WE J: Produce/Submit Scientific Report Findings - Primary Publications
WE K: Disseminate Raw and Summary Data - Presentation at Scientific Conferences

Objective 4 - Coordination
WE L: Coordination - USA-Canada Collaboration

Objective 5 - Administrative
WE A: Produce Environmental Compliance Documentation - Environmental Compliance for Sampling in USA Waters
WE B: Manage and Administer Projects - Accrual Estimates
WE M: Produce Status Report - Quarterly Reports via Pisces
WE N: Produce Annual Report - Annual Report
Account Type(s):
Expense
Contract Start Date:
10/01/2011
Contract End Date:
09/30/2012
Current Contract Value:
$460,075
Expenditures:
$460,075

* Expenditures data includes accruals and are based on data through 30-Sep-2020.

BPA COTR:
Env. Compliance Lead:
Work Order Task(s):
Contract Type:
Contract (IGC)
Pricing Method:
Cost Reimbursement (CNF)
Click the map to see this Contract’s location details.

No photos have been uploaded yet for this Contract.

Full Name Organization Write Permission Contact Role Email Work Phone
Sandra Ackley Bonneville Power Administration Yes Env. Compliance Lead sjackley@bpa.gov (503) 230-3824
Anne Creason Bonneville Power Administration Yes COTR amcreason@bpa.gov (503) 230-3859
Rosemary Mazaika Bonneville Power Administration Yes F&W Approver rxmazaika@bpa.gov (503) 230-5869
Mark Saunders Canada Department of Fisheries and Oceans No Supervisor mark.saunders@dfo-mpo.gc.ca (250) 756-7145
Marc Trudel Canada Department of Fisheries and Oceans Yes Contract Manager marc.trudel@dfo-mpo.gc.ca (250) 756-7049
Kristi Van Leuven Bonneville Power Administration No Contracting Officer kjvleuven@bpa.gov (503) 230-3605


Viewing of Work Statement Elements

Deliverable Title WSE Sort Letter, Number, Title Start End Complete
Permits to sample is USA waters-- Deliver to BPA EC Lead A: 165. Environmental compliance for sampling in USA waters 09/15/2012 09/15/2012
Management & administration of project B: 119. Project management 09/15/2012 09/15/2012
Conduct surveys to Collect Data Samples C: 157. Ocean surveys of marine conditions and juvenile salmon 08/15/2012 08/15/2012
Collect baseline oceanographic data D: 157. Oceanography 09/15/2012 09/15/2012
Collect and assess biological data E: 157. Biological attributes of juvenile salmon 09/15/2012 09/15/2012
Analyze ocean production data F: 162. Ocean production 09/15/2012 09/15/2012
Analyze data on feeding, migration and energy utilization of juvenile salmon G: 162. Ocean ecology of salmon 09/15/2012 09/15/2012
Assessment of factors affecting Columbia River salmon H: 162. Marine mortality of salmon 09/15/2012 09/15/2012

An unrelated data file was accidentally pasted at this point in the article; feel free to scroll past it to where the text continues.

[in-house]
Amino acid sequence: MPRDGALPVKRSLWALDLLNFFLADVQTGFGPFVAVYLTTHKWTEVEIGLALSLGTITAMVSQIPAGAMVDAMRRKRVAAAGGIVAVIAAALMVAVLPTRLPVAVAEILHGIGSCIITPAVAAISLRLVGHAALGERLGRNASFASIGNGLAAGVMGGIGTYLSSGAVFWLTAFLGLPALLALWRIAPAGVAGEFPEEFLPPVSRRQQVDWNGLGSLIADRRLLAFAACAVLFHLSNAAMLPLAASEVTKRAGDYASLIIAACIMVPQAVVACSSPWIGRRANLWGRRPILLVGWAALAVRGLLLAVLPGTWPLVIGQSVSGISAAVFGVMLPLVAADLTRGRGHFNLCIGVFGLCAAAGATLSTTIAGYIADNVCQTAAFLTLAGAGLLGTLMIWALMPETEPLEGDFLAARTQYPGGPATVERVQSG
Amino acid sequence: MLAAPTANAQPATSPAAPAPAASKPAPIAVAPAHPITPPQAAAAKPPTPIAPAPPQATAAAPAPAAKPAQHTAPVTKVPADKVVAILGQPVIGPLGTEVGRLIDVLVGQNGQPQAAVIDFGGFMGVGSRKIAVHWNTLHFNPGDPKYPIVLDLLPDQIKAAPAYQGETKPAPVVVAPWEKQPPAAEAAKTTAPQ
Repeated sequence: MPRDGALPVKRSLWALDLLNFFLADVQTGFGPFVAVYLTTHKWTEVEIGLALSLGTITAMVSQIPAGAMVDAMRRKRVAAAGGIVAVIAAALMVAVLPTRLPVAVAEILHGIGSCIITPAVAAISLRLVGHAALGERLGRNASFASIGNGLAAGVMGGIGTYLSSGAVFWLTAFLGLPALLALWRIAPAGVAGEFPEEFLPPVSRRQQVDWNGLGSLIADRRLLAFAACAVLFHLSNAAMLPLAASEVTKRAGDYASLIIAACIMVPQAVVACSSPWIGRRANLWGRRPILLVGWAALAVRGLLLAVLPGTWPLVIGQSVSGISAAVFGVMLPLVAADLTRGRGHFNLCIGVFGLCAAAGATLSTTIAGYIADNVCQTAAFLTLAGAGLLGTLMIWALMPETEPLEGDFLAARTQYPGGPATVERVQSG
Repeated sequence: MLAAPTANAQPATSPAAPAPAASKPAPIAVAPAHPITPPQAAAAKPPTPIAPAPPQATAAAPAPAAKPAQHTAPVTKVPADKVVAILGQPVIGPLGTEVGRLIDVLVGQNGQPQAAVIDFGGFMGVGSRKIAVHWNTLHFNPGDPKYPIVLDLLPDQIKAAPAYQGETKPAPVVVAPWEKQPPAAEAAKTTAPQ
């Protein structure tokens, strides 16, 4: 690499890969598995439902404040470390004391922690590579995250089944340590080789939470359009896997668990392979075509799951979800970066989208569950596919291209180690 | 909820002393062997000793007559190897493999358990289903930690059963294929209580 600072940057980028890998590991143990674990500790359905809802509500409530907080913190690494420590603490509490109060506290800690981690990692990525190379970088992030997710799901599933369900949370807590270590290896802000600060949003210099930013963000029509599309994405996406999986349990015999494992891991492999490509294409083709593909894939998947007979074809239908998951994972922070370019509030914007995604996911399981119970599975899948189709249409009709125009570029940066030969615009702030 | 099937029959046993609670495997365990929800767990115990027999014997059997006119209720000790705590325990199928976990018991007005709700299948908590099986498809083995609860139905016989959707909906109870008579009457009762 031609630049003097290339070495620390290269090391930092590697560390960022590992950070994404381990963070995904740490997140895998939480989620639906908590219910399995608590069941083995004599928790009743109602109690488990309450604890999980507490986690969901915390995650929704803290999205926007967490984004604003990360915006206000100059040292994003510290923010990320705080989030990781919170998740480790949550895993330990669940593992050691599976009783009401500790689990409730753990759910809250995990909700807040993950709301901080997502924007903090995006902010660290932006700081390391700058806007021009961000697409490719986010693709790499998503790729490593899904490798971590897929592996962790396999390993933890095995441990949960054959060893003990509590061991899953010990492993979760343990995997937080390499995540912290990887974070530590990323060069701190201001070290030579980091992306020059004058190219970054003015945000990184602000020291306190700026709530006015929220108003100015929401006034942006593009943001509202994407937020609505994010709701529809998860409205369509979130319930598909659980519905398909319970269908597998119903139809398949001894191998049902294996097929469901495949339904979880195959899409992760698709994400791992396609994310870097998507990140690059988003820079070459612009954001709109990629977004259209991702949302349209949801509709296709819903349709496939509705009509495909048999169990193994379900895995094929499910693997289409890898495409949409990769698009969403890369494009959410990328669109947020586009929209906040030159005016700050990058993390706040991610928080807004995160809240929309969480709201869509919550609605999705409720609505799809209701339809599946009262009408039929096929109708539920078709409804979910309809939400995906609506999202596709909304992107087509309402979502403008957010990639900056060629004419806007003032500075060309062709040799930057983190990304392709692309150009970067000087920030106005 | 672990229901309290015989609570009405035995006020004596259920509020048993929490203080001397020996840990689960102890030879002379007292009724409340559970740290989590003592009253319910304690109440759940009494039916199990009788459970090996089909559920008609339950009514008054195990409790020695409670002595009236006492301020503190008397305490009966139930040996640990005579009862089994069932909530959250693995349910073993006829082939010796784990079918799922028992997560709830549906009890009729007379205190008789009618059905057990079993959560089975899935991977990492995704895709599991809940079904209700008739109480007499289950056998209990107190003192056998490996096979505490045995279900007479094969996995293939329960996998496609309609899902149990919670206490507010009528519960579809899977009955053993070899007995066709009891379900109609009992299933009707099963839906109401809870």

Produce data reports I: 161. Data reports 09/15/2012 09/15/2012
Produce and submit 3 manuscripts J: 183. Primary publications 09/30/2012 09/30/2012
Presentation of significant results K: 161. Presentation at scientific conferences 09/25/2012 09/25/2012
Coordinate data exchange and collaboration L: 161. USA-Canada collaboration 09/01/2012 09/01/2012
Ocean projects' synthesis report M: 141. Produce joint project synthesis report 01/17/2012 01/19/2012
Submit Final FY11 and Draft FY12 Annual reports O: 132. Produce annual report 09/28/2012 09/28/2012

Viewing of Implementation Metrics
Viewing of Environmental Metrics

Primary Focal Species Work Statement Elements
Chinook (Oncorhynchus tshawytscha) - All Populations
  • 1 instance of WE 183 Produce Journal Article
  • 3 instances of WE 157 Collect/Generate/Validate Field and Lab Data
  • 3 instances of WE 161 Disseminate Raw/Summary Data and Results
  • 3 instances of WE 162 Analyze/Interpret Data
Coho (Oncorhynchus kisutch) - Lower Columbia River ESU (Threatened)
  • 1 instance of WE 183 Produce Journal Article
  • 3 instances of WE 157 Collect/Generate/Validate Field and Lab Data
  • 3 instances of WE 161 Disseminate Raw/Summary Data and Results
  • 3 instances of WE 162 Analyze/Interpret Data
Coho (O. kisutch) - Unspecified Population
  • 1 instance of WE 183 Produce Journal Article
  • 3 instances of WE 157 Collect/Generate/Validate Field and Lab Data
  • 3 instances of WE 161 Disseminate Raw/Summary Data and Results
  • 3 instances of WE 162 Analyze/Interpret Data
Sockeye (Oncorhynchus nerka) - All Populations
  • 1 instance of WE 183 Produce Journal Article
  • 2 instances of WE 157 Collect/Generate/Validate Field and Lab Data
  • 3 instances of WE 161 Disseminate Raw/Summary Data and Results
  • 3 instances of WE 162 Analyze/Interpret Data

Sort WE ID WE Title NEPA NOAA USFWS NHPA Has Provisions Inadvertent Discovery Completed
A 165 Environmental compliance for sampling in USA waters 10/01/2011
B 119 Project management 10/01/2011
C 157 Ocean surveys of marine conditions and juvenile salmon 10/01/2011
D 157 Oceanography 10/01/2011
E 157 Biological attributes of juvenile salmon 10/01/2011
F 162 Ocean production 10/01/2011
G 162 Ocean ecology of salmon 10/01/2011
H 162 Marine mortality of salmon 10/01/2011
I 161 Data reports 10/01/2011
J 183 Primary publications 10/01/2011
K 161 Presentation at scientific conferences 10/01/2011
L 161 USA-Canada collaboration 10/01/2011
M 141 Produce joint project synthesis report 10/01/2011
N 185 Periodic Status Reports for BPA 10/01/2011
O 132 Produce annual report 10/01/2011